Lenny was kept in a cool cot in a room next door to us so we could wheel him in whenever we wanted.Saying goodbye was sickening, I felt heartbroken and torn like I didn't want leave him, but by then his appearance was changing for the worse. I felt like I really needed to let him go so I could remember him as he was when he was born.

I was then discharged from the hospital. Everything seemed totally pointless when we went home. I just couldn’t believe I wasn’t pregnant anymore- but my saggy belly was a constant reminder. In the immediate days after having Lenny I couldn’t be bothered to do anything, even getting washed and dressed was too much effort. We did have so much support from the hospital, the community midwife and the bereavement midwife, but I really missed my Mum. She sadly died of cancer years before and she also went through the heartbreak of losing her first child. He was born with hydrocephalus and died within weeks. I really wanted to hear her wise words of support and comfort. She went on to have 3 children after my eldest brother and I needed to hear that there was some hope for us to get the family we so desperately wanted. 

We never found out why it happened which was agonising. I almost wanted them to find something wrong so I could ‘fix’ it before we started trying again. We were desperate for a baby but the bereavement midwife said they usually advise at least 3 months before trying again. Three months seemed like a lifetime to me. I felt so scared that having conceived Lenny so easily before must've been a fluke and all of a sudden I felt inadequate and like my body was a massive failure. I spent the next year raising £3,323.36 for SANDS in memory of Lenny. We had donations and a family fun day. I then fell pregnant with my little rainbow. Fortunately my pregnancy with Denzel, whilst utterly terrifying, was mercifully plain sailing. He was born by elective section at 39 weeks. After Denzel was born I decided to set up The Little Lenny Company in Lenny’s memory. I really love seeing his name out there.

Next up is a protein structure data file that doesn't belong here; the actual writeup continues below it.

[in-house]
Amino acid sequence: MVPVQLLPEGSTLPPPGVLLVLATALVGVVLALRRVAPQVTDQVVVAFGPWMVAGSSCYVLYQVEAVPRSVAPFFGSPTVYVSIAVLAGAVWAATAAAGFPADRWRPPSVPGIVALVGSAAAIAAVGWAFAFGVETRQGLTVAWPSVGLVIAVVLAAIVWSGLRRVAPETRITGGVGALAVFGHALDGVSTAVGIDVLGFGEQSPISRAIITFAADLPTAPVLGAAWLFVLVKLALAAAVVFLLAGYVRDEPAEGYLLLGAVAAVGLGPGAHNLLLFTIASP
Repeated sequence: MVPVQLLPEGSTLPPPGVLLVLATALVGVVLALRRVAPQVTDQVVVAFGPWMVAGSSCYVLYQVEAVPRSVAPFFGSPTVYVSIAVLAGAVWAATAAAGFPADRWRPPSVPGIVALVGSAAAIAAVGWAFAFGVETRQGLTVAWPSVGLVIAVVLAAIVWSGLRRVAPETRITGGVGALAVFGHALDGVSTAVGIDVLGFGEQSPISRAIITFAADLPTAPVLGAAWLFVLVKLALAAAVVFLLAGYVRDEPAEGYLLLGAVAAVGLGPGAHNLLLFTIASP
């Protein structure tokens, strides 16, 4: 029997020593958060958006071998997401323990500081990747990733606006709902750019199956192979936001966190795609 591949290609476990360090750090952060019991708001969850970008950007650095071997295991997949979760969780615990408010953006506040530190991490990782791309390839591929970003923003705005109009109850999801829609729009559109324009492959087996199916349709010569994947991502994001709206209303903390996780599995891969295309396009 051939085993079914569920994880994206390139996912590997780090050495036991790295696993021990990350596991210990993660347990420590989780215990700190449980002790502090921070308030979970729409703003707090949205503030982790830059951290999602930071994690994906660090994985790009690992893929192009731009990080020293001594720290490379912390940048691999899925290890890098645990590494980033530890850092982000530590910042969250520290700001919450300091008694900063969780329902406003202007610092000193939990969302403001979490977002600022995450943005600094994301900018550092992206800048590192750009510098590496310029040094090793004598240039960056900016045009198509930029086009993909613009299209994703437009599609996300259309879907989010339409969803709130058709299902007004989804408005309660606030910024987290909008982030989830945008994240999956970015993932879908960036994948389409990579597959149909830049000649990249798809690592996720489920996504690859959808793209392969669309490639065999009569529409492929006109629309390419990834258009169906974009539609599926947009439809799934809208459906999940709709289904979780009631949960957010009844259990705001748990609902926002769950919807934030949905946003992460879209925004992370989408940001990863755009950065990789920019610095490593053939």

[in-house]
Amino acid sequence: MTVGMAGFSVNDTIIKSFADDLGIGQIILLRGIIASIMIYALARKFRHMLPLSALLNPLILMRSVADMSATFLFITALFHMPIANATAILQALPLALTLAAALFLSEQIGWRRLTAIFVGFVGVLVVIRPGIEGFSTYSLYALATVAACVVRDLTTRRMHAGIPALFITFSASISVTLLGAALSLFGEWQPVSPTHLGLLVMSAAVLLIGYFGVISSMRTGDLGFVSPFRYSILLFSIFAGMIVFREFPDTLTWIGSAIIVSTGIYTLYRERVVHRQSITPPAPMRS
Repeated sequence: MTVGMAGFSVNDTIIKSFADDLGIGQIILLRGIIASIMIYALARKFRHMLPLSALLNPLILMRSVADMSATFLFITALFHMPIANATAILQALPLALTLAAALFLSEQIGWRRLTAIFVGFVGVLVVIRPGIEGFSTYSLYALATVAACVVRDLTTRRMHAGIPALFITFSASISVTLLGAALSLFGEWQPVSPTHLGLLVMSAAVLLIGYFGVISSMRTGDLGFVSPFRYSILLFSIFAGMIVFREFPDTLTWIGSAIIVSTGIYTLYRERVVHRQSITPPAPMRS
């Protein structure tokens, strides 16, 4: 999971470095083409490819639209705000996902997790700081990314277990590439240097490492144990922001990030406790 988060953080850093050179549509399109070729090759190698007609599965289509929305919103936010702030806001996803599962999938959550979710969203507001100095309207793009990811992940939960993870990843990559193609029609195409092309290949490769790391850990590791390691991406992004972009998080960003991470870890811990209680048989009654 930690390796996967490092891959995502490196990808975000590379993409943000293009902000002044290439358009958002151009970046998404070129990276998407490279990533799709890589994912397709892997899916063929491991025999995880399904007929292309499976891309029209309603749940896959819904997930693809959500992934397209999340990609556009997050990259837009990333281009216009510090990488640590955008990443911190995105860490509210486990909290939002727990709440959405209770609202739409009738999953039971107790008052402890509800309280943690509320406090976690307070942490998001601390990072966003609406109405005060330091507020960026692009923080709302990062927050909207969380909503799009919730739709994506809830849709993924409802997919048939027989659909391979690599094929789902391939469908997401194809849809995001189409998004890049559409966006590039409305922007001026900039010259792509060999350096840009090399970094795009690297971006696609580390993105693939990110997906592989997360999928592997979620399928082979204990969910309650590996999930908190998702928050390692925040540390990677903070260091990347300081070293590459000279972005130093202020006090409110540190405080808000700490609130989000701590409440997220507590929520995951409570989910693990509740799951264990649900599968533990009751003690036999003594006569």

We’ll always talk about him and not a day goes by when we don’t love and miss our first son. Thanks for reading.
Natalie xx


Thank you so much Natalie for being a part of this series and for sharing Lenny with us. You can find The Little Lenny Company here.

Katie xx
Blog Design Created by pipdig